• Consistency key for Moorgas

    Moorgas

    The South African Disabled Golf Association (Sadga) and Canon South Africa welcome Craig Moorgas to the Canon Kwazulu-Natal Disabled Open at Mount Edgecombe Country Club.

    Most people don’t have a sports CV. And, if they do, it most likely consists of one or two noteworthy achievements within a particular sporting discipline. But as anyone who knows him will attest, Sadga executive director Craig Moorgas isn’t “most people”.

    Suffice it to say that when Moorgas sent me his sporting CV – a pdf spanning five pages, four decades and as many sports – I was suitably impressed, and intimidated. Intimidated by the challenge of doing Craig’s story justice. 

    After an injury sustained playing soccer led to the amputation of his left leg at just 14 years old, Moorgas would’ve been forgiven for taking his foot off the proverbial accelerator from a sports standpoint.

    Instead, he found another gear and embarked on what is now, some four decades later, a remarkable life within para-sport.

    At a glance, Moorgas’ achievements command respect: he amassed no fewer than 76 medals at National Championship level across athletics, wheelchair basketball and table tennis while also representing Western Province in both wheelchair basketball (captaining the side in in 1996) and table tennis at senior level.

    Moorgas left an indelible mark on para-sport as an administrator and coach – most notably serving as convenor of Western Province Wheelchair Basketball, the CEO of Wheelchair Basketball South Africa and in 2000 he managed the first-ever South African wheelchair basketball team to compete in the Paralympics.

    You’d be forgiven for thinking that Moorgas’ life is basketball but he has also been a terrific servant of disabled golf. A founder member of Sadga in 2004, Moorgas served as board chairman between 2005 and 2010 and for over a year now has been the executive director of Sadga.

    Over the past 18 months, Craig’s golf game has come along in leaps and bounds. He has achieved greater all-round consistency and last year shot 91, his best score to date. His selection for Team South at the 2021 Sadga Provincial Challenge is testimony of his improvement and yet another achievement in his impressive para-sporting career. 

    Moorgas pinpoints playing more regularly, especially alongside First Swing Program Academy golfers Daren Hanekom and Charles Williams as the reason for his improvement.

    “My strides within the game over the past year can obviously be attributed to me spending more time on it – practising more and trying to play at least once a week in a good practice situation in and around competitive golfers,” says Moorgas.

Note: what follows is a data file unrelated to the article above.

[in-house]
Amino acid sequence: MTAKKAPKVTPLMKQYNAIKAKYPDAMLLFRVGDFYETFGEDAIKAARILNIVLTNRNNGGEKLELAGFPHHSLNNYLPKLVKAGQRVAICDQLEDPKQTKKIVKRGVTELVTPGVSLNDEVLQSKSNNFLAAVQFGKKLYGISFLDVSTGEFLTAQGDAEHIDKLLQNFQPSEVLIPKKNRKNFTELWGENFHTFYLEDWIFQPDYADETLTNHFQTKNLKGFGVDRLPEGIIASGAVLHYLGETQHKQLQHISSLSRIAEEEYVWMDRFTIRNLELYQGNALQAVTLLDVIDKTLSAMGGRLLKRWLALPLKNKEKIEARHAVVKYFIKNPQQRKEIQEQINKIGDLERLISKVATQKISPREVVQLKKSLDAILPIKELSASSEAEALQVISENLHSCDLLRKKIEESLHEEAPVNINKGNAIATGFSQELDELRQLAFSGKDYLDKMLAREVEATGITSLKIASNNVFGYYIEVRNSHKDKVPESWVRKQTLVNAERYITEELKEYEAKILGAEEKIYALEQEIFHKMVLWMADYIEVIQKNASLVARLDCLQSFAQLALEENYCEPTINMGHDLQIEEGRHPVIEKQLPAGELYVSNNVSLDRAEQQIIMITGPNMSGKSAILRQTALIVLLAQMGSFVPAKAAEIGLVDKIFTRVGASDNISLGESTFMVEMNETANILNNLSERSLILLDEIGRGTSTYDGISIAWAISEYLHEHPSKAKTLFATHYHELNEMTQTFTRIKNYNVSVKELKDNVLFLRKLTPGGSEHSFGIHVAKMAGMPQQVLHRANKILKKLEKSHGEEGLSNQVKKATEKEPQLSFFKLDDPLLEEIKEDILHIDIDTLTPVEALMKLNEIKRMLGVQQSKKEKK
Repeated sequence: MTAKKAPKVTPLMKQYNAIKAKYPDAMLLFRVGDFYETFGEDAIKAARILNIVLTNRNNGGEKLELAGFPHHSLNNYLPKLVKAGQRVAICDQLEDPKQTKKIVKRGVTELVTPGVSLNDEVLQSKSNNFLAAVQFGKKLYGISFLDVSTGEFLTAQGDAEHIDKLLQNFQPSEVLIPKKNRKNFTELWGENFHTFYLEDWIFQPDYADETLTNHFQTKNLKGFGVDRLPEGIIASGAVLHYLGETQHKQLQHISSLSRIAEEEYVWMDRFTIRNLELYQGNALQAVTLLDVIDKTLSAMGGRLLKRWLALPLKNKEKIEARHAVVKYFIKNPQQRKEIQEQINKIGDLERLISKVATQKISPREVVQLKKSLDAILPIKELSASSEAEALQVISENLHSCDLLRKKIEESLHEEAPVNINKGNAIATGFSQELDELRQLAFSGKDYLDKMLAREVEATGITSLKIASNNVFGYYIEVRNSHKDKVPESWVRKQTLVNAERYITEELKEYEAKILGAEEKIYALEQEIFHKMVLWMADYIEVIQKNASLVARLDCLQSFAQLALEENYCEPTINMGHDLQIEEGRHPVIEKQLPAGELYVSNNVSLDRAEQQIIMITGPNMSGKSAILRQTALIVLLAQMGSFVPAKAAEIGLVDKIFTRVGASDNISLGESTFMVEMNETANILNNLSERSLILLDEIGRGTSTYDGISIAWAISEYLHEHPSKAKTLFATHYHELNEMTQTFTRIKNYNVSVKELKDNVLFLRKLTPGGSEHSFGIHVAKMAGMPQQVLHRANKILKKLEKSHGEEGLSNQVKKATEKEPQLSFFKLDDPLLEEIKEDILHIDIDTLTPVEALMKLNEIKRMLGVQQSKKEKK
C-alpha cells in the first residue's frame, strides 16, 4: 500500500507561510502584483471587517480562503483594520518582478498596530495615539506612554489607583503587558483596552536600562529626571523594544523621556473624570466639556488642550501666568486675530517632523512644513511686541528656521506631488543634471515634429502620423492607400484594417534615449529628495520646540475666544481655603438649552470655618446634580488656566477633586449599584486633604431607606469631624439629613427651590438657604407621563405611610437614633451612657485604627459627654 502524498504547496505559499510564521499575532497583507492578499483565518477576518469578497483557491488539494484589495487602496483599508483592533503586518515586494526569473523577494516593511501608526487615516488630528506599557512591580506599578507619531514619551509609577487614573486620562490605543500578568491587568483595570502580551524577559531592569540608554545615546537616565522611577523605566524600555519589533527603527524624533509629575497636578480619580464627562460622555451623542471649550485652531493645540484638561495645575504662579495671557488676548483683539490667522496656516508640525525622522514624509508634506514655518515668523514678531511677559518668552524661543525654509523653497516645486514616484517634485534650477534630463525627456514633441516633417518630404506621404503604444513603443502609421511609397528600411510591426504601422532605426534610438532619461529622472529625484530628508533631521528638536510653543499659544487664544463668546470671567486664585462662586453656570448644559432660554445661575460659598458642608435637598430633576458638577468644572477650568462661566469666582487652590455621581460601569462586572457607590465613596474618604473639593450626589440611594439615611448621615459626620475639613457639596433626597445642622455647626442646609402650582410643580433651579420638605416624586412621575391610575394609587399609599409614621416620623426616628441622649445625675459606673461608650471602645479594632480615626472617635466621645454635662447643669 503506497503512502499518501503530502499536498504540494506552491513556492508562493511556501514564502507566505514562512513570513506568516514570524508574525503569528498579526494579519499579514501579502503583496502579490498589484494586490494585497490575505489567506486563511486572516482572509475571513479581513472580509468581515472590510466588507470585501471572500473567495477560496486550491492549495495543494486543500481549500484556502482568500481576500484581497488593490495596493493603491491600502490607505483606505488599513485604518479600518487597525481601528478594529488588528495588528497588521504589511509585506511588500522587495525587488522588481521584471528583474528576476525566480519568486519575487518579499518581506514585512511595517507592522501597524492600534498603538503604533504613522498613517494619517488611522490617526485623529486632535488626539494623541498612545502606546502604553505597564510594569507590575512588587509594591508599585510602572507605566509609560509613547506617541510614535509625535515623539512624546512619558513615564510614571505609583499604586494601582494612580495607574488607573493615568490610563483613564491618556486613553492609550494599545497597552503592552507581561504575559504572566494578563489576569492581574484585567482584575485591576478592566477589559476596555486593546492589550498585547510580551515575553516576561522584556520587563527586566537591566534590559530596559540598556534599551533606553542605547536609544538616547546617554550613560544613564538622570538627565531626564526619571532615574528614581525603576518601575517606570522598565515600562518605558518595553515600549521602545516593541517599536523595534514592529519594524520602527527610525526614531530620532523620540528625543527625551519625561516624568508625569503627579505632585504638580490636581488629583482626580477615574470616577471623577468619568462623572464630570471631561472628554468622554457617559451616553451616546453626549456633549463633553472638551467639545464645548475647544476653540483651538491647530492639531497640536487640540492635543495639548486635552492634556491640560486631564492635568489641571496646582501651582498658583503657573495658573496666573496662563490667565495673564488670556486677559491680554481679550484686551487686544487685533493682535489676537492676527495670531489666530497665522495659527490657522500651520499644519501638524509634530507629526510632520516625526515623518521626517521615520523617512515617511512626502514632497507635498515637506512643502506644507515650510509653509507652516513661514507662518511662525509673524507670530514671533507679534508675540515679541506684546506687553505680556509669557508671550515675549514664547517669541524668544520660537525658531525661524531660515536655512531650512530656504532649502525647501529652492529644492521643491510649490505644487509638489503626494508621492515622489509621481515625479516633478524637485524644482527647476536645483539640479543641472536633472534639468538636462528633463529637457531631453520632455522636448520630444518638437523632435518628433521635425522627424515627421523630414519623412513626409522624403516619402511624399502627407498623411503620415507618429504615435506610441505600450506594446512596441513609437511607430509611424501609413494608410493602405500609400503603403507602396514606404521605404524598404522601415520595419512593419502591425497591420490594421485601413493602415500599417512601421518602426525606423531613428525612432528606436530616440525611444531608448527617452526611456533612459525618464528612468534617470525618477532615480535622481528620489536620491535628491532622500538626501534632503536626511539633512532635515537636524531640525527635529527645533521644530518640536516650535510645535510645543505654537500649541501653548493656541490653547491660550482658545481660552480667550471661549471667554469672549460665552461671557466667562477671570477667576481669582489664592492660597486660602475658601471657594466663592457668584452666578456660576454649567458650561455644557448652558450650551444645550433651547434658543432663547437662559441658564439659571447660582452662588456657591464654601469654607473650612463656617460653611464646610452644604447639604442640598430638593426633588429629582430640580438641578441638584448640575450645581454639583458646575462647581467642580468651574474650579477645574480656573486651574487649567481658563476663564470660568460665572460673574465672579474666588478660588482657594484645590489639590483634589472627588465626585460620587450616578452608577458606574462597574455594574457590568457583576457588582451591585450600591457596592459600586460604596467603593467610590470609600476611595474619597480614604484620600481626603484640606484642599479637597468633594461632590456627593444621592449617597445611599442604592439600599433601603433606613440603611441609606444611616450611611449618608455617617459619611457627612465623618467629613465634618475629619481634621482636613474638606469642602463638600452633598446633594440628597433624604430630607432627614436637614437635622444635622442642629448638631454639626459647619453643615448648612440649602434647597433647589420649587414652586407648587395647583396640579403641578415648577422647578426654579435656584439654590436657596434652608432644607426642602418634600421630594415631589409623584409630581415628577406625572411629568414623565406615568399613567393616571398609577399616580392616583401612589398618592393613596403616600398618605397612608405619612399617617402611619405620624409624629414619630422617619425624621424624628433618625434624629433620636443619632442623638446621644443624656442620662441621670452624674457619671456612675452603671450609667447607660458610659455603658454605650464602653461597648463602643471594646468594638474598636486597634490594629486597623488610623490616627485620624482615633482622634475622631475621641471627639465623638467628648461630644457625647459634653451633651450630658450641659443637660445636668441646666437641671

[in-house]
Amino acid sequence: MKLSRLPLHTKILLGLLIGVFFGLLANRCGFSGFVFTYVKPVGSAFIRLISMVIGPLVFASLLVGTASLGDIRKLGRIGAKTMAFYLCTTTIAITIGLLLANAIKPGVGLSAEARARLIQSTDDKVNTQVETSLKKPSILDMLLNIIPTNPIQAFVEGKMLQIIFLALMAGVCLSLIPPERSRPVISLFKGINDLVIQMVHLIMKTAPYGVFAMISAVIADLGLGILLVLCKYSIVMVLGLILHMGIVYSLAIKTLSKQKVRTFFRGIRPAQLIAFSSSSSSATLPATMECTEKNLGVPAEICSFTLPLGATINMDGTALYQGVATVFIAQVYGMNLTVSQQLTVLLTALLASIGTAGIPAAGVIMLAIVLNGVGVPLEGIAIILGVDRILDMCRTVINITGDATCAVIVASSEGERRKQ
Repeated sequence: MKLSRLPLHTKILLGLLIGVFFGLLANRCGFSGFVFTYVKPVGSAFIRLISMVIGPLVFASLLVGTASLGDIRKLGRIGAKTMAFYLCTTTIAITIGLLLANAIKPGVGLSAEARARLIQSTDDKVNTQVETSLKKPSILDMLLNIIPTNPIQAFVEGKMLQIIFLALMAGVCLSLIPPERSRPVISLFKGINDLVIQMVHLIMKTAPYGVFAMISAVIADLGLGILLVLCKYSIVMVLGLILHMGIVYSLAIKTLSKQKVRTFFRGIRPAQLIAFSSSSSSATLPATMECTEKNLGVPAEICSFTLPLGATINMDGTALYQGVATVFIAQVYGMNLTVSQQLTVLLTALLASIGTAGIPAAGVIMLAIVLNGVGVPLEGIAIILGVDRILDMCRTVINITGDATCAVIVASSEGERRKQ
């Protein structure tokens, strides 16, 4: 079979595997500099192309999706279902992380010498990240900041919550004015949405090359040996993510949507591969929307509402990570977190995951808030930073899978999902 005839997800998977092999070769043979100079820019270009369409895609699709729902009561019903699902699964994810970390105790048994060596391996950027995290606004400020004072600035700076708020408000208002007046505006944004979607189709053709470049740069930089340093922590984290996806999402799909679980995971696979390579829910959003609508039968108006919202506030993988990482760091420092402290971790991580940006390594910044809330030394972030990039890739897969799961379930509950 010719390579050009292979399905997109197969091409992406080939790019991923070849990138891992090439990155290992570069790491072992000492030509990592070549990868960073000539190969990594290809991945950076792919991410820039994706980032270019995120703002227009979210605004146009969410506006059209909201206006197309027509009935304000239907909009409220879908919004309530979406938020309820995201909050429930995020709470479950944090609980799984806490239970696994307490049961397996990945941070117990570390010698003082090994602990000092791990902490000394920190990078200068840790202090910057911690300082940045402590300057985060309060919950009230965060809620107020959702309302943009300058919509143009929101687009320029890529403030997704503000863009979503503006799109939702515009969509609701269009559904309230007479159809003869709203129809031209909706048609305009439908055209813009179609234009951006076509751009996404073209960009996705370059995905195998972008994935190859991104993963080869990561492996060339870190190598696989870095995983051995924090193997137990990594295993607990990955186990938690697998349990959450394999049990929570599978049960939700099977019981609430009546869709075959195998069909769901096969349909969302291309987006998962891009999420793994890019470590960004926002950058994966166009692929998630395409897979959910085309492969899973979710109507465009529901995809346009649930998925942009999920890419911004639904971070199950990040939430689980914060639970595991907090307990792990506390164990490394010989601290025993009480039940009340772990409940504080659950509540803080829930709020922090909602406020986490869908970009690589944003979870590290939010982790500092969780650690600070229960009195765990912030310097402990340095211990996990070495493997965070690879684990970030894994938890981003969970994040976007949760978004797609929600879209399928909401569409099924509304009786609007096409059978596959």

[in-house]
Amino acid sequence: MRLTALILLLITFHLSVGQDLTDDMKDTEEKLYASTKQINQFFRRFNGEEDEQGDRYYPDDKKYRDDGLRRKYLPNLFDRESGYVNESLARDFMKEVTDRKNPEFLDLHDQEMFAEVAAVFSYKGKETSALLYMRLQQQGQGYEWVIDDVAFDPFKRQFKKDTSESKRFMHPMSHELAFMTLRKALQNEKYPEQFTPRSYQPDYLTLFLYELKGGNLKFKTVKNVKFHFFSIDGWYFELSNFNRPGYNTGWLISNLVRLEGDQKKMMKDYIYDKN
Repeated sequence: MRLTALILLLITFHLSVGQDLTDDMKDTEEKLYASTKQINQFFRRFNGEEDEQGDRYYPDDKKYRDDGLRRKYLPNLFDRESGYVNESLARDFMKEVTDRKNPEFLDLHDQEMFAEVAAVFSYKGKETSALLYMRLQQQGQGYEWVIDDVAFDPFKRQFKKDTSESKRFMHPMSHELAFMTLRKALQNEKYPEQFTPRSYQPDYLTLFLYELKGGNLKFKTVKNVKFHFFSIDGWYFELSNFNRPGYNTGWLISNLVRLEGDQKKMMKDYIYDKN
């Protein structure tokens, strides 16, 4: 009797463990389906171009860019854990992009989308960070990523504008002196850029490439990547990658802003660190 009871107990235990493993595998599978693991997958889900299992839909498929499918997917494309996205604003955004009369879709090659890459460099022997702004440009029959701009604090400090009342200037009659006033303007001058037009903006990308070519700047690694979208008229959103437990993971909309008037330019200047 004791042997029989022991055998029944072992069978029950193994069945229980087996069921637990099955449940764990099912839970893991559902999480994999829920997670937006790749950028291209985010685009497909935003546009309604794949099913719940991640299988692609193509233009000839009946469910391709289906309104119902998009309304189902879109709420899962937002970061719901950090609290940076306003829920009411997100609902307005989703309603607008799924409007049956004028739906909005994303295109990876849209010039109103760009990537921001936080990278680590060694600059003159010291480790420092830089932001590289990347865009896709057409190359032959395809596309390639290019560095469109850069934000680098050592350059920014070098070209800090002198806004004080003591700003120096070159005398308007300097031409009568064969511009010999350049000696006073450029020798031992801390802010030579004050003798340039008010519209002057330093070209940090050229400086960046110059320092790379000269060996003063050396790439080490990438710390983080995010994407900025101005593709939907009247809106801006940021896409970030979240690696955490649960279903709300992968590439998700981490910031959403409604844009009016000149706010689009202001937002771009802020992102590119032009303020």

“Being able to play with Charles and Daren in a competitive environment has helped me hone some of my game.”

    What Moorgas withheld in the above quote is that he has got the better of the pair, on occasion eclipsing their stableford tallies.

    Moorgas believes that the key for him in the Canon Kwazulu-Natal Disabled Open lies in striving for consistency while staying level-headed throughout the event.

    “What I can take to Durban is to just try to be consistent. Not try to be too fancy and get out of my own head,” he remarks.

    “The big thing with me, as soon as I get inside my head that’s it. I’m hitting every single ball in the water or something like that.”

    As for a potential winning score over the 36 holes of stableford at The Woods at Mount Edgecombe Country Club, Moorgas believes that if one is able to play more or less to their handicap, they will be in the title conversation.

    “If you can average something close to 70 points you are going to be in with a chance. That’s just putting too much pressure on me, I’m not going to go out and go, ‘Hey, I need to score’ because everytime I do that, you know you get into your head, you want to try too hard, you want to be too fancy and the thing is when I don’t think about it, I think about everything else and I play good golf.

    “I think all I want to do is try to be consistent and maybe I can give it a run. I was a 53-year-old rookie in the Provincial Challenge so maybe at my 53 years of age I can do something in this Canon Open Series, there is always a chance,” Moorgas says.

    With a wealth of experience in the heat of competition – and expectations tempered – don’t bet against Craig Moorgas making some noise at the Canon Kwazulu-Natal Disabled Open.

    Article written by

    Juandre Joubert

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